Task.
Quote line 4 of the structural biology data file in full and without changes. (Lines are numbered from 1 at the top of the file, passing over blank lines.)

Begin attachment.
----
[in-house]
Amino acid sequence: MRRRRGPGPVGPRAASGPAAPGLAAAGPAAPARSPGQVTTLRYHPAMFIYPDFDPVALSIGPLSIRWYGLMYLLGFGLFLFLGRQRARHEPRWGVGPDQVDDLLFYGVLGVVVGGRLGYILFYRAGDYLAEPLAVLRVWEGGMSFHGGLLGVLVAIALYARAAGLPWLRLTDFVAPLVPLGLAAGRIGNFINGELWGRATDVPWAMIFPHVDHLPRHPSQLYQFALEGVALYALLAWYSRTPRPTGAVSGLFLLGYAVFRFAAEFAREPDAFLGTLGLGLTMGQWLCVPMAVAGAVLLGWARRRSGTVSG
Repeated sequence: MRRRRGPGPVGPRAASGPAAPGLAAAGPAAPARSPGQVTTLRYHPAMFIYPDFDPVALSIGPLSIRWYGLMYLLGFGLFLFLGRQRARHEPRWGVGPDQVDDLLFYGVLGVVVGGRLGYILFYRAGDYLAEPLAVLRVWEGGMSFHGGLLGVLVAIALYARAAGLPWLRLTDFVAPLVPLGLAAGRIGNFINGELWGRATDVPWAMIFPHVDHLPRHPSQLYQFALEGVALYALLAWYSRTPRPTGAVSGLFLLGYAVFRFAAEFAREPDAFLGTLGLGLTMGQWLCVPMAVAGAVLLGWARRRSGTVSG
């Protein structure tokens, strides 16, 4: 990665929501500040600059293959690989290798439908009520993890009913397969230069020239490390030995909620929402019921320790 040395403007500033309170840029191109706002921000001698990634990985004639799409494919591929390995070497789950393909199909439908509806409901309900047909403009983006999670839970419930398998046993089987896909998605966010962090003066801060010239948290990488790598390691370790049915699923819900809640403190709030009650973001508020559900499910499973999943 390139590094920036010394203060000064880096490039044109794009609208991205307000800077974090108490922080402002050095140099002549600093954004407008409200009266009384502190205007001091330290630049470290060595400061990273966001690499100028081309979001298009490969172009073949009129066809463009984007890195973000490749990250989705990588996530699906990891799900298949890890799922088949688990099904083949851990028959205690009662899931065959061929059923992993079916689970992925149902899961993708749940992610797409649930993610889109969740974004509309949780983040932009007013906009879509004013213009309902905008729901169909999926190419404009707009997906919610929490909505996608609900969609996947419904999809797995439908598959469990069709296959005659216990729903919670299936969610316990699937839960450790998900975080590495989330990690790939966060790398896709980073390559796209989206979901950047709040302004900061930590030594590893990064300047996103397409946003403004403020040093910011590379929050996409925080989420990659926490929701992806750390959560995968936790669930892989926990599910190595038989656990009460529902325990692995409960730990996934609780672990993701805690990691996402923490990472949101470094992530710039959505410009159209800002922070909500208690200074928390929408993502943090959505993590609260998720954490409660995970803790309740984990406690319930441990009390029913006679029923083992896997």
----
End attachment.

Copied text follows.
């Protein structure tokens, strides 16, 4: 990665929501500040600059293959690989290798439908009520993890009913397969230069020239490390030995909620929402019921320790 040395403007500033309170840029191109706002921000001698990634990985004639799409494919591929390995070497789950393909199909439908509806409901309900047909403009983006999670839970419930398998046993089987896909998605966010962090003066801060010239948290990488790598390691370790049915699923819900809640403190709030009650973001508020559900499910499973999943 390139590094920036010394203060000064880096490039044109794009609208991205307000800077974090108490922080402002050095140099002549600093954004407008409200009266009384502190205007001091330290630049470290060595400061990273966001690499100028081309979001298009490969172009073949009129066809463009984007890195973000490749990250989705990588996530699906990891799900298949890890799922088949688990099904083949851990028959205690009662899931065959061929059923992993079916689970992925149902899961993708749940992610797409649930993610889109969740974004509309949780983040932009007013906009879509004013213009309902905008729901169909999926190419404009707009997906919610929490909505996608609900969609996947419904999809797995439908598959469990069709296959005659216990729903919670299936969610316990699937839960450790998900975080590495989330990690790939966060790398896709980073390559796209989206979901950047709040302004900061930590030594590893990064300047996103397409946003403004403020040093910011590379929050996409925080989420990659926490929701992806750390959560995968936790669930892989926990599910190595038989656990009460529902325990692995409960730990996934609780672990993701805690990691996402923490990472949101470094992530710039959505410009159209800002922070909500208690200074928390929408993502943090959505993590609260998720954490409660995970803790309740984990406690319930441990009390029913006679029923083992896997």